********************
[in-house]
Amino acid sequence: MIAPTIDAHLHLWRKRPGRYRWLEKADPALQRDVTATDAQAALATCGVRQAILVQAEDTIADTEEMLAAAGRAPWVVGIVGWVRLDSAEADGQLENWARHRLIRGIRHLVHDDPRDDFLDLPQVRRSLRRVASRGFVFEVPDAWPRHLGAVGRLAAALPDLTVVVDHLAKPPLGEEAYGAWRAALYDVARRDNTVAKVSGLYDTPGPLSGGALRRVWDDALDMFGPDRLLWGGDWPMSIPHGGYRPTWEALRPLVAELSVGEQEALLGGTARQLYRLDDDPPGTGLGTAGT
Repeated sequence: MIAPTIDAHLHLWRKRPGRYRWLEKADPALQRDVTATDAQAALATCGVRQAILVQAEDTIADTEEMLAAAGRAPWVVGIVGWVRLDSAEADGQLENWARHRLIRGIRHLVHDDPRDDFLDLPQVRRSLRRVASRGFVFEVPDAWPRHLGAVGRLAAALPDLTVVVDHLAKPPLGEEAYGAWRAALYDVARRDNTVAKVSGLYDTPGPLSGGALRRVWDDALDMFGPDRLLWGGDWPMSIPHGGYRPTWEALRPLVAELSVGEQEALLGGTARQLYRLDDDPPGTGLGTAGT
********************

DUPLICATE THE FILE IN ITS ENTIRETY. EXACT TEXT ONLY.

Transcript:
[in-house]
Amino acid sequence: MIAPTIDAHLHLWRKRPGRYRWLEKADPALQRDVTATDAQAALATCGVRQAILVQAEDTIADTEEMLAAAGRAPWVVGIVGWVRLDSAEADGQLENWARHRLIRGIRHLVHDDPRDDFLDLPQVRRSLRRVASRGFVFEVPDAWPRHLGAVGRLAAALPDLTVVVDHLAKPPLGEEAYGAWRAALYDVARRDNTVAKVSGLYDTPGPLSGGALRRVWDDALDMFGPDRLLWGGDWPMSIPHGGYRPTWEALRPLVAELSVGEQEALLGGTARQLYRLDDDPPGTGLGTAGT
Repeated sequence: MIAPTIDAHLHLWRKRPGRYRWLEKADPALQRDVTATDAQAALATCGVRQAILVQAEDTIADTEEMLAAAGRAPWVVGIVGWVRLDSAEADGQLENWARHRLIRGIRHLVHDDPRDDFLDLPQVRRSLRRVASRGFVFEVPDAWPRHLGAVGRLAAALPDLTVVVDHLAKPPLGEEAYGAWRAALYDVARRDNTVAKVSGLYDTPGPLSGGALRRVWDDALDMFGPDRLLWGGDWPMSIPHGGYRPTWEALRPLVAELSVGEQEALLGGTARQLYRLDDDPPGTGLGTAGT